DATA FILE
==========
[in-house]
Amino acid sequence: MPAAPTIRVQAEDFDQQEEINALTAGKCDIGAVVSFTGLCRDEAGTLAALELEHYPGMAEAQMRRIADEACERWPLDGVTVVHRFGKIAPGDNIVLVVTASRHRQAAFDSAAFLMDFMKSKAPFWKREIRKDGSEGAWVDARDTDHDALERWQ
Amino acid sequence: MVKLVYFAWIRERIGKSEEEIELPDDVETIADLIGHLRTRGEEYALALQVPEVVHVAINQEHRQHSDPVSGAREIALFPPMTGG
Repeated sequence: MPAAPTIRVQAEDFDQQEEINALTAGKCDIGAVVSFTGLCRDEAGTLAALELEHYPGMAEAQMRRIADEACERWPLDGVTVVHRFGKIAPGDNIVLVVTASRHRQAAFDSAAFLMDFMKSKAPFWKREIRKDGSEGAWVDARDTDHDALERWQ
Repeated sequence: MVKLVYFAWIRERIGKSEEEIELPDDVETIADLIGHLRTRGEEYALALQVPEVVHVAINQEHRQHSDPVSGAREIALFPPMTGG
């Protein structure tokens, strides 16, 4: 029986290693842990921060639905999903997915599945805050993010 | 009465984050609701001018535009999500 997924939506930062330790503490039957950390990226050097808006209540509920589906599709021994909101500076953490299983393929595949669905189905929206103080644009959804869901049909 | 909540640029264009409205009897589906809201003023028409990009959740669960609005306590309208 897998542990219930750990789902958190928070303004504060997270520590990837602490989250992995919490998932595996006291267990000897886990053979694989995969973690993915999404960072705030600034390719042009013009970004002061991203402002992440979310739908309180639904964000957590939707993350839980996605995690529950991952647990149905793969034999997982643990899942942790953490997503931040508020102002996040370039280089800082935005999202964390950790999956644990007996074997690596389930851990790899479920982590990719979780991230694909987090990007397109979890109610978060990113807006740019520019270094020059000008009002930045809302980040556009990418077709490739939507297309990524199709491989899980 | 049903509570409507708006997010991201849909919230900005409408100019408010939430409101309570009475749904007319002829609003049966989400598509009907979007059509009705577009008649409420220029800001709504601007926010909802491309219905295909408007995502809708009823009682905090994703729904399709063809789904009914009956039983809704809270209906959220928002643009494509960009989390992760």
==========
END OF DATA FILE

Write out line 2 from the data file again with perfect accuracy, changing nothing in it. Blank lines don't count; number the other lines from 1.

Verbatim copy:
Amino acid sequence: MPAAPTIRVQAEDFDQQEEINALTAGKCDIGAVVSFTGLCRDEAGTLAALELEHYPGMAEAQMRRIADEACERWPLDGVTVVHRFGKIAPGDNIVLVVTASRHRQAAFDSAAFLMDFMKSKAPFWKREIRKDGSEGAWVDARDTDHDALERWQ